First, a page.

Let $$[n]$$ be the set $$\{1,2,...,n\}$$ (we call each element a vertex) and a permutation of $$[n]$$ be $$\pi=[\pi(1),\pi(2),\cdots,\pi(n)]$$, i.e., denote $$\pi(x)=y$$ the fact that in a permutation, position $$x$$ has vertex $$y$$. There are $$n!$$ possible permutations of $$[n]$$.

For example, permutation of 1,2,3,4 into 3,2,4,1 has a 1-cycle of 2, i.e. $$\pi(2) = 2$$, and a 3-cycle, $$\pi(1) = 3, \pi(3) = 4, \pi(4) = 1$$.

A cycle is such that we have a sequence of $$\pi(j) = k, \pi(k) = \ell, \cdots, \pi(p) = q, \pi(q) = j$$.

## expected number of cycles

Assume all permutation is of equal probability. The expected number of cycles in permutation of $$[n]$$ be $$h(n)$$. Then obviously $$h(1) = 1$$ because there is only one permuatation. $$h(2) = 1.5$$ for the only permuatation are 1,2 and 2,1 which has 2 and 1 cycles respectively.

$$h(n) = \sum_{i=1}^n \frac{1}{n}$$. Proof as follows. (adapted from ref #1)

Assume we have a permutation of $$[n-1]$$, $$[\pi(1),\pi(2),\cdots,\pi(n-1)]$$, we have $$n$$ ways to generate a permutation of $$[n]$$ from it: insert $$n$$ before any $$\pi(i)$$ or insert $$n$$ after $$\pi(n-1)$$. Result of such is either we make $$n$$ into one of the existing cycle (first $$n-1$$ ways) or we make $$n$$ into a 1-cycle (last way). Therefore we have:

\begin{align} h(n) &= h(n-1) \frac{n-1}{n} + (h(n-1) + 1) \frac{1}{n} \\ &= h(n-1) + \frac{1}{n} \end{align}

And by induction, $$h(n) = \sum_{i=1}^n \frac{1}{i}$$

Indeed, we can understand it as $$h(n) = \sum_{k=1}^n h_i(n)$$ where $$h_k(n) = \frac{1}{k}$$ is the expected number of $$k$$-cycles in the permutation.

## probability of having a n-cycle/1-cycle in a permutation of [n]

$$n$$-cylce: By counting: $$\pi(1)$$ can be anything but 1, $$\pi(\pi(1))$$ can be anything but 1 or $$\pi(1)$$, and so on. Therefore we have $$(n-1)!$$ such permutations. Alternatively, there are $$(n-1)!$$ ways of arranging $$n$$ symbols in a cycle. Since there are $$n!$$ possible permutations, the probability of having $$n$$-cycle is $$(n-1)!/n! = 1/n$$.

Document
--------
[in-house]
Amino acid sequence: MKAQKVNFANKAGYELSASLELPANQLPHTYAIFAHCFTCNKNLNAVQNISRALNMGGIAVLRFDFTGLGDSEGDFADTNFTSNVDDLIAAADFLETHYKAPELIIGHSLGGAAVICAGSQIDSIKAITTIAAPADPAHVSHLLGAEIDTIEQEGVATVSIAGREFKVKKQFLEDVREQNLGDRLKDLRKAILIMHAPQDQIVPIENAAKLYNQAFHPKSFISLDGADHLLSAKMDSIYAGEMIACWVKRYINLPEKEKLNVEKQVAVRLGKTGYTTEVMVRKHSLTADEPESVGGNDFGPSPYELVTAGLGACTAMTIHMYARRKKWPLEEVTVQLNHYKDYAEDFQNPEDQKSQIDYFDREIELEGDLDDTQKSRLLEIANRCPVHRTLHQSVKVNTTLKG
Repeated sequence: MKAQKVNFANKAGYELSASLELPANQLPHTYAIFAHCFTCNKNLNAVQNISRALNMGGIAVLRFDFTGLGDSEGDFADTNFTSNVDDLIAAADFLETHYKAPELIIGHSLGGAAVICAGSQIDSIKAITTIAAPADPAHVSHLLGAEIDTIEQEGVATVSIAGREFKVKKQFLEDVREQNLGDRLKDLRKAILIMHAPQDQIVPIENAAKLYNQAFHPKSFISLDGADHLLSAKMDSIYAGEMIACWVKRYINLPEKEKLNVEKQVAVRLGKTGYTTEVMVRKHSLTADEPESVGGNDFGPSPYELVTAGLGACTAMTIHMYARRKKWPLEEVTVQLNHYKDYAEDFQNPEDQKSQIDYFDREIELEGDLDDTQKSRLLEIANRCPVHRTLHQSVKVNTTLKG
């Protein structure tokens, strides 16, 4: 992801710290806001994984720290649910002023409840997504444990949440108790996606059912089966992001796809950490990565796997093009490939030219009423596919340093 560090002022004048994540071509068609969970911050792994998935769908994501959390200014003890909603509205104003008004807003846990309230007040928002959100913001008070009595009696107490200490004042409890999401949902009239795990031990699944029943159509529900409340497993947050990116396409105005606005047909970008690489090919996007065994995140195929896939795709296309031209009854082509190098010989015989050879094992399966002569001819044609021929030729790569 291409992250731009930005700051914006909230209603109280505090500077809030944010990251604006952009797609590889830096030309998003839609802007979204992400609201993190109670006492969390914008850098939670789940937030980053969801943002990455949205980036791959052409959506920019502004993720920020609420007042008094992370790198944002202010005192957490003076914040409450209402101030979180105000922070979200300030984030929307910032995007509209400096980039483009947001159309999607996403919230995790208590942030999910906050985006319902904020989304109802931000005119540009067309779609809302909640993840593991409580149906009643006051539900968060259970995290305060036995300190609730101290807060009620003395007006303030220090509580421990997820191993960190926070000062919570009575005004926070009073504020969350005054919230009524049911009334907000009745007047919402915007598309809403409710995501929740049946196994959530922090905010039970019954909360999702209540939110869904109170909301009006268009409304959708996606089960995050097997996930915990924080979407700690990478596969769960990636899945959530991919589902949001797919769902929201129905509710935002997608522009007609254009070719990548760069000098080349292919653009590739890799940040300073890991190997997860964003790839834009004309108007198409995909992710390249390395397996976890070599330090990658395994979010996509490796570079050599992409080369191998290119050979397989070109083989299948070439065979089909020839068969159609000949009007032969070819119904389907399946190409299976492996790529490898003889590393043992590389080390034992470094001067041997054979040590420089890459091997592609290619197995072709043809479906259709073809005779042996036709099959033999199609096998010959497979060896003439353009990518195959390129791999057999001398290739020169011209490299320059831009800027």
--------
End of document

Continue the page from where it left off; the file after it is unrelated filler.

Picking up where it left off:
1-cycle: This means $$\pi(k)=k$$, so for any particular $$k$$, the probability is $$1/n$$. But note that, this is the probability of any particular vertex in a 1-cycle, which is different from the probability of a random permutation has any 1-cycle.

The probability that the permutation has only 1-cycle is the probability that the permutation is an identity mapping, $$\pi(v)=v$$ for all $$v$$, which is $$1/n!$$.

## probability of a vertex in a k-cycle in a permutation of [n]

If vertex $$v_1$$ is in a $$k$$-cycle, it means $$\pi(v_1)=v_2, \pi(v_2)=v_3, \cdots, \pi(v_{k-1})=v_k, \pi(v_k)=v_1$$. By counting, we have $$(n-1)(n-2)\cdots(n-k+1) \times (n-k)! = (n-1)!/(n-k)! \times (n-k)! = (n-1)!$$ ways to make a $$k$$-cycle with $$v_1$$ in it in a permutation. The term after $$\times$$ refers to the permutation of remaining $$n-k$$ vertices not in the cycle. Therefore, given $$v_1$$, the probability is $$(n-1)!/n! = 1/n$$.

Alternatively, we can derive the probability by multiplying the probability of correct $$\pi(v_i)$$ in each step (adapted from ref #2): For $$\pi(v_1)$$, it can be anything but $$v_1$$, which has the probability of $$\frac{n-1}{n}$$. For $$\pi(v_2)$$, it cant be anything but $$v_1,v_2$$ but due to the bijective nature of $$\pi(\cdot)$$ function, $$\pi(v_2)=v_2$$ has been ruled out by the fact that $$\pi(v_1)=v_2$$. Therefore the probability is $$\frac{n-2}{n-1}$$. Similarly, for $$\pi(v_i)$$ up to $$i = k-1$$, the probability is $$\frac{n-i+1}{n-i+2}$$. Finally $$\pi(v_k)=v_1$$ has probability of $$\frac{1}{n-k+1}$$. So the overall probability is

$\frac{n-1}{n} \frac{n-2}{n-1} \cdots \frac{n-k+1}{n-k+2} \frac{1}{n-k+1} = \frac{1}{n}.$

## probability of a large cycle

There are $$\binom{n}{k}$$ ways to pick $$k$$ vertices from $$[n]$$ and each set of $$k$$ picked symbols has $$(k-1)!$$ ways to make a cycle (and the remaining $$n-k$$ vertices has $$(n-k)!$$ possible permutations). For $$2k > n$$, the probability is:

$\frac{\binom{n}{k} (k-1)! (n-k)!}{n!} = \frac{1}{k}$

This is also the probability that a permutation has at least one $$k$$-cycle for $$k \le n$$.

## expected number of k-cycle

In a permutation, there is probability $$1/n$$ that any vertex is in a $$k$$-cycle. If we check each of the $$n$$ vertices whether it is in a $$k$$-cycle, the expected number of affirmative vertices is $$n\times (1/n) = 1$$. Since if there is a $$k$$-cycle, there must be $$k$$ vertices affirmative to such test, we have the expected number of $$k$$-cycle as $$1/k$$.

## average length of cycle

A permutation always has $$\pi(v_i) = v_j$$ for each $$v_i$$. If we consider that as a graph, there is always $$n$$ edges. Since we know that the expected number of cycle in a permutation is $$\sum_i \frac{1}{i}$$, the average cycle length (i.e., counting number of edges, or equivalently the number of vertices), is $$n/\sum_i\frac{1}{i} \approx n/\ln n$$.

• Probability of having $$j_k$$ number of $$k$$-cycle, for $$k=1,\cdots,n$$, in the permutation is $$\prod_{k=1}^n \frac{1}{k^{j_k} j_k!}$$
• As $$n\to\infty$$, the distribution of number of $$k$$-cycle in permutation converges to Poisson with intensity $$1/k$$